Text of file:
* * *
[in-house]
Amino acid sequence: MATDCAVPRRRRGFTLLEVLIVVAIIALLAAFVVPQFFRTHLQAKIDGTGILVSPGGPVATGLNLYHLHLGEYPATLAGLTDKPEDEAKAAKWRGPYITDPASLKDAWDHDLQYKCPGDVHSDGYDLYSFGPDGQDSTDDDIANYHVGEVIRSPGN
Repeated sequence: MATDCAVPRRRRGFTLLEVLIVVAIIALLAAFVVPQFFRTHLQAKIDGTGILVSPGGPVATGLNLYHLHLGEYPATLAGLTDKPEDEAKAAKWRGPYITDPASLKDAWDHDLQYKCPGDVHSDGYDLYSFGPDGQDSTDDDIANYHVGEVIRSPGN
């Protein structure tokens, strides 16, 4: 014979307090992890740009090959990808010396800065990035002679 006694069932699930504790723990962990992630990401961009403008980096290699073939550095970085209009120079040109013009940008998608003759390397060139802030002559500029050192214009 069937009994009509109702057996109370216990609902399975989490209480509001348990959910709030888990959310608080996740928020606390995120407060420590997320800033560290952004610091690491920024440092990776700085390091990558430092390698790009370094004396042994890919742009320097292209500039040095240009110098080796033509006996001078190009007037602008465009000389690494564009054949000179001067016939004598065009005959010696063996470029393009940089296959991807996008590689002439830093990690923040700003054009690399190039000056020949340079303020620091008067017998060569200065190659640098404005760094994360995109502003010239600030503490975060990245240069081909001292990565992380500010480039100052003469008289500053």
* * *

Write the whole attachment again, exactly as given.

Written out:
[in-house]
Amino acid sequence: MATDCAVPRRRRGFTLLEVLIVVAIIALLAAFVVPQFFRTHLQAKIDGTGILVSPGGPVATGLNLYHLHLGEYPATLAGLTDKPEDEAKAAKWRGPYITDPASLKDAWDHDLQYKCPGDVHSDGYDLYSFGPDGQDSTDDDIANYHVGEVIRSPGN
Repeated sequence: MATDCAVPRRRRGFTLLEVLIVVAIIALLAAFVVPQFFRTHLQAKIDGTGILVSPGGPVATGLNLYHLHLGEYPATLAGLTDKPEDEAKAAKWRGPYITDPASLKDAWDHDLQYKCPGDVHSDGYDLYSFGPDGQDSTDDDIANYHVGEVIRSPGN
């Protein structure tokens, strides 16, 4: 014979307090992890740009090959990808010396800065990035002679 006694069932699930504790723990962990992630990401961009403008980096290699073939550095970085209009120079040109013009940008998608003759390397060139802030002559500029050192214009 069937009994009509109702057996109370216990609902399975989490209480509001348990959910709030888990959310608080996740928020606390995120407060420590997320800033560290952004610091690491920024440092990776700085390091990558430092390698790009370094004396042994890919742009320097292209500039040095240009110098080796033509006996001078190009007037602008465009000389690494564009054949000179001067016939004598065009005959010696063996470029393009940089296959991807996008590689002439830093990690923040700003054009690399190039000056020949340079303020620091008067017998060569200065190659640098404005760094994360995109502003010239600030503490975060990245240069081909001292990565992380500010480039100052003469008289500053």